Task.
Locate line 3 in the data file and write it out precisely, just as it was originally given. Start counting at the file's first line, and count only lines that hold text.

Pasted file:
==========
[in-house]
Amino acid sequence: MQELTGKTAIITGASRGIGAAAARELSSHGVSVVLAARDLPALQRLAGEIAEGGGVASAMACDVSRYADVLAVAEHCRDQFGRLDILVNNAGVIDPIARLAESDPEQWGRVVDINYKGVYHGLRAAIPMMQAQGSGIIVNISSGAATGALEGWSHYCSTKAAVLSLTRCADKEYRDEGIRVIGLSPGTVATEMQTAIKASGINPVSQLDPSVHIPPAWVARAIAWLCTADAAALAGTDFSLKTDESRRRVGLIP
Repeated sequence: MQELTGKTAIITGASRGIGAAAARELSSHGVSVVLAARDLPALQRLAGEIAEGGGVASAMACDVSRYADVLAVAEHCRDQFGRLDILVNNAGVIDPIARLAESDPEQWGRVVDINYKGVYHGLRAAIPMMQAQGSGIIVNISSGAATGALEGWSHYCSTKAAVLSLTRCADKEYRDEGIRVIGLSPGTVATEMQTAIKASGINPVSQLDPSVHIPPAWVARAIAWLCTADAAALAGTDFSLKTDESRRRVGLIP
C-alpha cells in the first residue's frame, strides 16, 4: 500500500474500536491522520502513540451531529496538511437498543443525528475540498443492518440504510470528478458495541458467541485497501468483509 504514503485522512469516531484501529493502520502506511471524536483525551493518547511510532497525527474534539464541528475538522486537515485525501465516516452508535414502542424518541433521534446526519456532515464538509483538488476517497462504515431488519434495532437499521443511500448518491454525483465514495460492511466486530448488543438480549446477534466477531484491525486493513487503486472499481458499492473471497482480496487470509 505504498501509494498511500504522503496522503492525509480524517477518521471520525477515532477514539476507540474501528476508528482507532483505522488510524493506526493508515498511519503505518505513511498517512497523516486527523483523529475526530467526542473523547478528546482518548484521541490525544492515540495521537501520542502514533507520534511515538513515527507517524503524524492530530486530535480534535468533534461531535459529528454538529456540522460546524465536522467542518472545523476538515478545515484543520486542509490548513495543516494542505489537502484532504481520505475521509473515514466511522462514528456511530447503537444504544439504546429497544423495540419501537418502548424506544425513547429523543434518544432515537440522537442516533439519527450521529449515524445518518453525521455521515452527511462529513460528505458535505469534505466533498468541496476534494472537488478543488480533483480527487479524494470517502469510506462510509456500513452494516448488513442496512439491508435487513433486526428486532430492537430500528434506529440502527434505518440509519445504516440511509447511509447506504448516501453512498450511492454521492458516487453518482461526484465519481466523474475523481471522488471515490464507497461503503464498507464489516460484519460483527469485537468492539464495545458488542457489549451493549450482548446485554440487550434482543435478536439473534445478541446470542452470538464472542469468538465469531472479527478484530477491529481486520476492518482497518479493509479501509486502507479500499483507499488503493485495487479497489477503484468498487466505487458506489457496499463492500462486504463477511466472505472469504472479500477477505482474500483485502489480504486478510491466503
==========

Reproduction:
Repeated sequence: MQELTGKTAIITGASRGIGAAAARELSSHGVSVVLAARDLPALQRLAGEIAEGGGVASAMACDVSRYADVLAVAEHCRDQFGRLDILVNNAGVIDPIARLAESDPEQWGRVVDINYKGVYHGLRAAIPMMQAQGSGIIVNISSGAATGALEGWSHYCSTKAAVLSLTRCADKEYRDEGIRVIGLSPGTVATEMQTAIKASGINPVSQLDPSVHIPPAWVARAIAWLCTADAAALAGTDFSLKTDESRRRVGLIP